Coase theoem: when the costs are the same (and assuming no transaction costs) - i.e. when you or your neighbour would pay the same amount of money to repair tree damage - you should care for your tree, as you are more capable of preventing damage.
9.16.2007 12:14am
Waldensian (mail):

Lawyers prefer the current system of everyone can sue for any piffling reason. They make a killing. There's a special circle of hell just for tort lawyers.

No doubt it's found one level above the circle for ignorant curmudgeons who rant in the form of sweeping generalizations.
9.16.2007 12:28am
Lev:

Contrary to the beliefs of certain hippies, trees are not sentient. Unlike humans (and dogs), they do not have any notion of property or territory. You can teach a dog not to roam (or you can just tether it), but you can't teach a tree not to grow roots that extend over a property line.


What?! Are you saying that bit about the Ents and the tree herds was fantasy?
9.16.2007 1:26am
Avatar (mail):
If the trees are enhancing the property values of the neighborhood as a whole, why doesn't the neighborhood association take out no-fault insurance for the whole subdivision? All tree-caused damage is paid for, neighbors don't have to fight over trees, and there's no anti-tree disincentive. The policy would probably be pretty cheap split over a few hundred people...
9.16.2007 2:58am
R. Richard Schweitzer (mail):
Though this statute preceded my admission to the VSB by 13 years, I find it simply a part of the futile attempts to "codify" everything. At one of the VA CLE courses, the mentor held up a copy of the Code of Virginia (1920, I think), A thickish, but single volume. Today, whilst not a close rival to the I R C, that Code is a few shelves long. That's more of a problem than defining "noxiuos."

R. Richard Schweitzer
s24rrs@aol.com
9.16.2007 10:43am
kdonovan:
Why does the state supreme court redefine the law? If the law if bad or unsuited to modern times then the elected legislature can change it. The court should confine itself to issuing rulings based on what the law is, not changing the law because the court no longer likes the law.
Kevin
9.16.2007 11:36am
MDJD2B (mail):
Blogs are made by fools like me,
But only God can make a tree.
9.16.2007 11:58am
Daniel J. Wojcik (mail):
Has all this come up due to city folks moving into the 'burbs and further out, not being used to life where there is dirt instead of concrete?

My Mother's neighborhood has been invaded by ex-NYCers...who moved to the suburbs to get away from all that city stuff...and now complain about all those noisy birds, and those nasty squirrels running around.

If one of them ever encounters a skunk, I fully expect the National Guard to be called in.
9.16.2007 12:57pm
A parent (mail):
In New Jersey we had a neighbor who had an obviously diseased tree near our common property line. A young tree was growing near it, but was being crowded by the older tree. I pointed this out to him and suggested that, if it were my tree, I'd remove the old, diseased tree and "give the young tree a chance." He did not do so. Over the next several years, in three separate incidents: 1. Falling branches from the diseased tree fell onto my garage, making a large hole in the roof and damaging my car. 2. In another storm, branches fell onto support wires for an electric pole. This resulted in a fire, and took out electrical and phone service to the entire neighborhood for over 24 hours. And, I sustained damage to my yard from the trucks that had to get into the back yard to clean up the mess. 3. The entire tree finally fell into my backyard, taking the young tree with it.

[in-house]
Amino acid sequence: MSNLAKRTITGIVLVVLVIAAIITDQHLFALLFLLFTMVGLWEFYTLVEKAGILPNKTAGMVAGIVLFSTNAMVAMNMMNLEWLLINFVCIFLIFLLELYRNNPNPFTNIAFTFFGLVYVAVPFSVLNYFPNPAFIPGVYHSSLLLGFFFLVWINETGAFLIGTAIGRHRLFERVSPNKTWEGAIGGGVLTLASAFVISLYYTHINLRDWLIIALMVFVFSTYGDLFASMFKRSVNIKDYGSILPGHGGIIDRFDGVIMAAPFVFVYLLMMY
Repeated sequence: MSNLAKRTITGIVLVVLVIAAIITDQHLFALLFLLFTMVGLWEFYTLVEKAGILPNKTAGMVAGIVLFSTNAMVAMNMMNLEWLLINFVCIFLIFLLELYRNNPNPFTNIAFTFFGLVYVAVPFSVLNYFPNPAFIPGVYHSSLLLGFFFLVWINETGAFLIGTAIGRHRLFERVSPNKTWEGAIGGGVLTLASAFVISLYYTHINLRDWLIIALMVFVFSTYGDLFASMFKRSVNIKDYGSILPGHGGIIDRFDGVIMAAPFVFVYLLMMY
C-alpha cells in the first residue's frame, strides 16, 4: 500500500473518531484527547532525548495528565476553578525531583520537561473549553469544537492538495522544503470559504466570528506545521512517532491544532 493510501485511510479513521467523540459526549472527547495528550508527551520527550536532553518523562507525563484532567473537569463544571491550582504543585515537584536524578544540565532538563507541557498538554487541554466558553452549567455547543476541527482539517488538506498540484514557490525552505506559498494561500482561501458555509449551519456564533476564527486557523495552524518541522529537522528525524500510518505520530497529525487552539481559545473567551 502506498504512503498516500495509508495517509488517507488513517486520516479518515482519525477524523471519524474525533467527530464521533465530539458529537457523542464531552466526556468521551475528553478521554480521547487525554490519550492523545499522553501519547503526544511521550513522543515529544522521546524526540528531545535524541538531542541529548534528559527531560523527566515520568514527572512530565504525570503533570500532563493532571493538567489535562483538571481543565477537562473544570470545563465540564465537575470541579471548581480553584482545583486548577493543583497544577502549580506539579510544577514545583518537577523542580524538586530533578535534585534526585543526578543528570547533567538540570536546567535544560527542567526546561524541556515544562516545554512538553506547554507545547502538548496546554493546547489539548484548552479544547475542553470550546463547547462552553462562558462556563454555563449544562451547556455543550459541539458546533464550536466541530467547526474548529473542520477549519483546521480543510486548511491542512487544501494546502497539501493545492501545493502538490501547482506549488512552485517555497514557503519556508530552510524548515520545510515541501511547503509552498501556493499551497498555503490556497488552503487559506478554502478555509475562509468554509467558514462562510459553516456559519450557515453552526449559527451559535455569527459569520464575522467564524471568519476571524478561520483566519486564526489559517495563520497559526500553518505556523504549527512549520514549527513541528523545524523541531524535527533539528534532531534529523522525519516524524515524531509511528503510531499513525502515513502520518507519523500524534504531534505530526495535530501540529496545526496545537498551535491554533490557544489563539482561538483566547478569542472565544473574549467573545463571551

Throughout all this, I had no legal right to trim the tree, since none of the branches were over my yard. It was the direction of the prevailing winds that meant that all the damage was in my direction. And all of the expenses for clean up, removal, and repair were mine. I feel that my neighbor was extremely negligent, and that he surely should have gotten the point that the tree was severely diseased after the first or second incident, but I had no legal recourse. I'm just glad no one was injured when the thing finally came down.
9.16.2007 6:53pm
unwelcome guest:
There are some counties in Maryland where the county owns the trees that it planted on private property (about 50 years ago). You actually can't take down a county tree on your property (even if diseased); you must ask the county to do so. Try holding the county liable (in most states, a taking can't result from a merely negligent act).

A question to all those who want to hold the tree owner responsible - So what is the level of culpability required? Do you favor a strict liability rule? Is is negligence to allow a tree to continue growing?

I would think the owner of the New Jersey diseased tree could be held liable for a nuisance, even in those jurisdictions where tree owners aren't automatically liable.
9.16.2007 7:41pm